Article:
They went home changed forever. Their leader never came out of the water. The youngest one panicked and called the cops. No one had time to clean up their mess. Full on beer and pot, empty of feeling, they sat and waited, listening, as the sirens grew louder. The police led them back onto the street, hands gripped tightly around their wrists, making sure they wouldn’t try and run. Firemen, paramedics and a search and rescue diving team ran by, plowing through the fence, moving quickly through the brush. It all happened so fast. People formed a crowd across the street in the parking lot of the church. They found him later that afternoon. It took three divers to pull him up from the bottom. He broke his neck, shattered his ribcage and punctured a lung on impact. He died instantly.

They went home in cop cars. Silent and leaderless, the boys tried to hold back their tears. This was it. Nothing would ever be the same again. It was the end of their group. Their father’s were ready for them at home, belts in hand, waiting for the cops to leave and the door to close. The rest of the summer went by in a quiet haze. They healed their bruises. Remembered their fallen leader. Smiled over the good times they’d shared. Cried over the lost opportunity. The evaporation of their last chance at getting out. No more of them against the world. They were alone, on their own. None of them stepped up and became the leader of the group. By the start of the school year they had stopped hanging out together. There was no epicenter, no dominating personality to hold them together. They couldn’t go back to each other. The memories of their fallen leader were conjured up every time they saw one another. It was too hard.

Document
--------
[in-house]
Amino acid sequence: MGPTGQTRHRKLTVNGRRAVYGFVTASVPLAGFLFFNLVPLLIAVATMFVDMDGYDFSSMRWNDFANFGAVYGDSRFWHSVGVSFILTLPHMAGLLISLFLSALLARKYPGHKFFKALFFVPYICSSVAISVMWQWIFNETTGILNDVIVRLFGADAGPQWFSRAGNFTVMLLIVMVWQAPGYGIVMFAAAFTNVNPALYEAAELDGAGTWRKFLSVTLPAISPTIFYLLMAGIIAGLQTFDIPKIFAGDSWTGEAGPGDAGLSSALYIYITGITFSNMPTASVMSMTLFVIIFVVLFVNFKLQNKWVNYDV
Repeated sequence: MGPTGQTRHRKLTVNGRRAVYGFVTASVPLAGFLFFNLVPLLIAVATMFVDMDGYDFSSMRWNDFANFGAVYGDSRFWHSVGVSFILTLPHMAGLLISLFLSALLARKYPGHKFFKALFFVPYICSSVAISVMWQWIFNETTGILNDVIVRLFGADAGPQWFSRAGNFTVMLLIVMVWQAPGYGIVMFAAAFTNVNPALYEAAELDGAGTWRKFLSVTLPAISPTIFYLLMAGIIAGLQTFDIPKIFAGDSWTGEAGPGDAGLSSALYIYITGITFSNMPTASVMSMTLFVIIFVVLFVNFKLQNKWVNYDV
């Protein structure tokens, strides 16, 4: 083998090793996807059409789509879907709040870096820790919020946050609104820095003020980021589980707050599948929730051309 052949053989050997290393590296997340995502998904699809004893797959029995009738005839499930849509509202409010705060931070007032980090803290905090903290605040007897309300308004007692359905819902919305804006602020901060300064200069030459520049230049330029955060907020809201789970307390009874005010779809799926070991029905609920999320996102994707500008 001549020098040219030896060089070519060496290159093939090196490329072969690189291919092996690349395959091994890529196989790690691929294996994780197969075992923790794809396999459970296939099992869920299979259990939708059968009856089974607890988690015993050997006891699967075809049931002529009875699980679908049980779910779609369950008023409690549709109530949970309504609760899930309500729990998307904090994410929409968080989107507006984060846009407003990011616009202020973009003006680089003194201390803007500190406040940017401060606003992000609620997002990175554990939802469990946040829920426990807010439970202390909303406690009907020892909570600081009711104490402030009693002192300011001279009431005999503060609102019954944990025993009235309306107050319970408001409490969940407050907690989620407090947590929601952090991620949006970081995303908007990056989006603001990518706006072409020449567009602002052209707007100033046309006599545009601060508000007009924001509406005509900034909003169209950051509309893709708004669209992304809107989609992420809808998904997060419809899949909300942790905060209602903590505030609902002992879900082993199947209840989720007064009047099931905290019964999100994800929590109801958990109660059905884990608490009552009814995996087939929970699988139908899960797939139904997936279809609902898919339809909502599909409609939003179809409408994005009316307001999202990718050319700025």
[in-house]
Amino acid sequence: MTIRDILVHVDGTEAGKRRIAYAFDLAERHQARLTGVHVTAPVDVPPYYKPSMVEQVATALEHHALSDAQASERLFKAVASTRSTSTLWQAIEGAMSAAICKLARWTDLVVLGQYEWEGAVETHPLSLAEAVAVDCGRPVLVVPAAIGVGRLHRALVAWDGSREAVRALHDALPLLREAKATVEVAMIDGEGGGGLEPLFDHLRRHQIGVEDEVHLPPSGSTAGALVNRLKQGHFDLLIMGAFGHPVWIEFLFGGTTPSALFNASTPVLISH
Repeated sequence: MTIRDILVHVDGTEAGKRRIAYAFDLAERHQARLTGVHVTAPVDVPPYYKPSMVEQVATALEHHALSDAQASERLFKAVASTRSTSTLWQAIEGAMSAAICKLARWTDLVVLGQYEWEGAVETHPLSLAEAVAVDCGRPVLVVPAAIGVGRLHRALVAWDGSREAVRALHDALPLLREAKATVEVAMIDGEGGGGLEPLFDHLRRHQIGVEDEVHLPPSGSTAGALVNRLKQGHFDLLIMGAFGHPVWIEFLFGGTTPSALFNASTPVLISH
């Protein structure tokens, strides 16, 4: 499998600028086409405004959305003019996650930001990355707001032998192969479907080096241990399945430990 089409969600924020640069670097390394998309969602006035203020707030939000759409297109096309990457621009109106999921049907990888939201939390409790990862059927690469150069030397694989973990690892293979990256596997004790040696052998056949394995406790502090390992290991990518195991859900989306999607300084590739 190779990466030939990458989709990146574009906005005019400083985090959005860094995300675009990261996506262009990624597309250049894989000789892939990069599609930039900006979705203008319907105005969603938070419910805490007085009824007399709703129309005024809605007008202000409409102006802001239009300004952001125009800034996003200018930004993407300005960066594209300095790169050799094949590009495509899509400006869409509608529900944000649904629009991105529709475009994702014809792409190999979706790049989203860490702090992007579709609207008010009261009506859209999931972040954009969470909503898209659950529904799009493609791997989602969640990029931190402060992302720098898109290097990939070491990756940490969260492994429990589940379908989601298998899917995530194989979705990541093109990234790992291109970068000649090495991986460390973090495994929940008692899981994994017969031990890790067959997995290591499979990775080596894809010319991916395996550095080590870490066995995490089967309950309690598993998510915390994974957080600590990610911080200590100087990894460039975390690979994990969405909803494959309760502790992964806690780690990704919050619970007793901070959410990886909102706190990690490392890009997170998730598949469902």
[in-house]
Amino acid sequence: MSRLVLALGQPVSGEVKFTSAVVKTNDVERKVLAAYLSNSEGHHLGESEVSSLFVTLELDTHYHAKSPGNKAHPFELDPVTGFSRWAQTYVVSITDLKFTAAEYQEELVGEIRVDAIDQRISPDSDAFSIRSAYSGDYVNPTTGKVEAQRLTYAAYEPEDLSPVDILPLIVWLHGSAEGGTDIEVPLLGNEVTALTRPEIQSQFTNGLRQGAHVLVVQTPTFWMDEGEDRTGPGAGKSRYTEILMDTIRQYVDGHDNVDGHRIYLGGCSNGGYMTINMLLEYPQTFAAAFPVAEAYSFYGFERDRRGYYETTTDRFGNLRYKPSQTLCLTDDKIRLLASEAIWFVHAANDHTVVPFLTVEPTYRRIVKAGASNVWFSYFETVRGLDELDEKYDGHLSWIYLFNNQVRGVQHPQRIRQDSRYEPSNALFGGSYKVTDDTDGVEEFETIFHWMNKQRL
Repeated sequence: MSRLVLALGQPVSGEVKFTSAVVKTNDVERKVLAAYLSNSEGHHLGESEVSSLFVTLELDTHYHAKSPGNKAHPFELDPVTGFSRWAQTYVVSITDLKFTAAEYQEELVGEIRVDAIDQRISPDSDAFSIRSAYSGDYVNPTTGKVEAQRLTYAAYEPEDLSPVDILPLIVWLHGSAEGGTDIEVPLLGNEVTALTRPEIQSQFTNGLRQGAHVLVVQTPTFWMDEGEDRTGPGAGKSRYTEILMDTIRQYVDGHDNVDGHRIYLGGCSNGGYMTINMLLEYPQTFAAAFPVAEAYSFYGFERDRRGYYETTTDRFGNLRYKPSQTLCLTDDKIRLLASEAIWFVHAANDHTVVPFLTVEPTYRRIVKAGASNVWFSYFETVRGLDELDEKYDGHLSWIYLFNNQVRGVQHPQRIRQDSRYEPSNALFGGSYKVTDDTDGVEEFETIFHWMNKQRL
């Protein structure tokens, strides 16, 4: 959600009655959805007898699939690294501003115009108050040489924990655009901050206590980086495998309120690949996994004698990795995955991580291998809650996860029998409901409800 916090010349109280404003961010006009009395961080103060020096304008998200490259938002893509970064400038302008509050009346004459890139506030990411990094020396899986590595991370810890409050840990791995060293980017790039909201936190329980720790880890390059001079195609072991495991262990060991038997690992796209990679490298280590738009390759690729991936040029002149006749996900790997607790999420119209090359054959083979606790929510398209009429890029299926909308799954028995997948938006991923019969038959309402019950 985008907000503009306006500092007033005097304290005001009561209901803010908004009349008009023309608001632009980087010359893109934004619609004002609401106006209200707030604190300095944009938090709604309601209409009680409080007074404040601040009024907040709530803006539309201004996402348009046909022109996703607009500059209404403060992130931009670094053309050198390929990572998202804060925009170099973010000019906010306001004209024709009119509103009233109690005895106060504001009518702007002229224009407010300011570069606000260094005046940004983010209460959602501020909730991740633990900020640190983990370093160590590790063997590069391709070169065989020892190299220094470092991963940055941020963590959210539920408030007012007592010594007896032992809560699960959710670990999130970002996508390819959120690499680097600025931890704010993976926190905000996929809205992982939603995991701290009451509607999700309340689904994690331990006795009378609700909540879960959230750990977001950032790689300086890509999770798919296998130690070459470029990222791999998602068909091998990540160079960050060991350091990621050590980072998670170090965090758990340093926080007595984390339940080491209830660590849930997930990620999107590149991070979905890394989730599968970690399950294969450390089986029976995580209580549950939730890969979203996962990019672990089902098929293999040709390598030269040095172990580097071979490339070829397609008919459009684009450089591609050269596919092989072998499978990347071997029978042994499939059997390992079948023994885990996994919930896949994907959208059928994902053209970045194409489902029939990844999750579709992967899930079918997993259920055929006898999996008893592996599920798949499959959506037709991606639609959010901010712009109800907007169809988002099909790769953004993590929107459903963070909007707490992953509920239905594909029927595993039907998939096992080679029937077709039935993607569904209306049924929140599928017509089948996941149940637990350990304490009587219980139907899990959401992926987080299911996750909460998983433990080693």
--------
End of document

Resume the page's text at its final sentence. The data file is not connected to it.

They went many places after that, alone, but they never did go back to the quarry again.

Patrick Trotti grew up on second hand smoke, dime pulp novels, and nintendo video games. You can find him barely breathing here.

Street artist unknown.
Photo by Adam Lawrence.

Austin-based lo-fi electo-pop band Videoing will be releasing their new lp, Reader, next month.